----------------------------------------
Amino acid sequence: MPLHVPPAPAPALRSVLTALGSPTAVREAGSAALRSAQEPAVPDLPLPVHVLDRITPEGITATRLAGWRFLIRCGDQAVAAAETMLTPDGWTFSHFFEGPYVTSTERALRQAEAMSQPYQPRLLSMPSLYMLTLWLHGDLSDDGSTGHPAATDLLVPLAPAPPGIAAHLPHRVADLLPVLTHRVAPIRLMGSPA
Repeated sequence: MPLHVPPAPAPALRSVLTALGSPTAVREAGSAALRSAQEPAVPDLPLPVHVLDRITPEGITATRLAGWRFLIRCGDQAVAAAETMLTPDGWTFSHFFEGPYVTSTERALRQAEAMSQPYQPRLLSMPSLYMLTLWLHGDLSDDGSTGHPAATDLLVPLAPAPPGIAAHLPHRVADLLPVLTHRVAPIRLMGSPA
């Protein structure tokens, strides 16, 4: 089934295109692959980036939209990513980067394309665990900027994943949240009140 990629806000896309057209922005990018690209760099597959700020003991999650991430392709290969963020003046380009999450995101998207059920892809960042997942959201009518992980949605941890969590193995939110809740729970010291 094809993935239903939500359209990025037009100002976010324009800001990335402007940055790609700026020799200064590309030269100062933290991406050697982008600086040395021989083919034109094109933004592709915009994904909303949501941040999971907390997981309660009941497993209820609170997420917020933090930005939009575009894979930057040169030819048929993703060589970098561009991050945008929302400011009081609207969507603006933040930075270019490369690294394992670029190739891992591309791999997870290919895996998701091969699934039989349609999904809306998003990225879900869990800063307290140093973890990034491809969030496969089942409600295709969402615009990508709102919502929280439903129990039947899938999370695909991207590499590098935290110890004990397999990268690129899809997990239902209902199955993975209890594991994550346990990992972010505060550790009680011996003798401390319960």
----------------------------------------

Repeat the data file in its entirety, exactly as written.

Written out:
Amino acid sequence: MPLHVPPAPAPALRSVLTALGSPTAVREAGSAALRSAQEPAVPDLPLPVHVLDRITPEGITATRLAGWRFLIRCGDQAVAAAETMLTPDGWTFSHFFEGPYVTSTERALRQAEAMSQPYQPRLLSMPSLYMLTLWLHGDLSDDGSTGHPAATDLLVPLAPAPPGIAAHLPHRVADLLPVLTHRVAPIRLMGSPA
Repeated sequence: MPLHVPPAPAPALRSVLTALGSPTAVREAGSAALRSAQEPAVPDLPLPVHVLDRITPEGITATRLAGWRFLIRCGDQAVAAAETMLTPDGWTFSHFFEGPYVTSTERALRQAEAMSQPYQPRLLSMPSLYMLTLWLHGDLSDDGSTGHPAATDLLVPLAPAPPGIAAHLPHRVADLLPVLTHRVAPIRLMGSPA
């Protein structure tokens, strides 16, 4: 089934295109692959980036939209990513980067394309665990900027994943949240009140 990629806000896309057209922005990018690209760099597959700020003991999650991430392709290969963020003046380009999450995101998207059920892809960042997942959201009518992980949605941890969590193995939110809740729970010291 094809993935239903939500359209990025037009100002976010324009800001990335402007940055790609700026020799200064590309030269100062933290991406050697982008600086040395021989083919034109094109933004592709915009994904909303949501941040999971907390997981309660009941497993209820609170997420917020933090930005939009575009894979930057040169030819048929993703060589970098561009991050945008929302400011009081609207969507603006933040930075270019490369690294394992670029190739891992591309791999997870290919895996998701091969699934039989349609999904809306998003990225879900869990800063307290140093973890990034491809969030496969089942409600295709969402615009990508709102919502929280439903129990039947899938999370695909991207590499590098935290110890004990397999990268690129899809997990239902209902199955993975209890594991994550346990990992972010505060550790009680011996003798401390319960």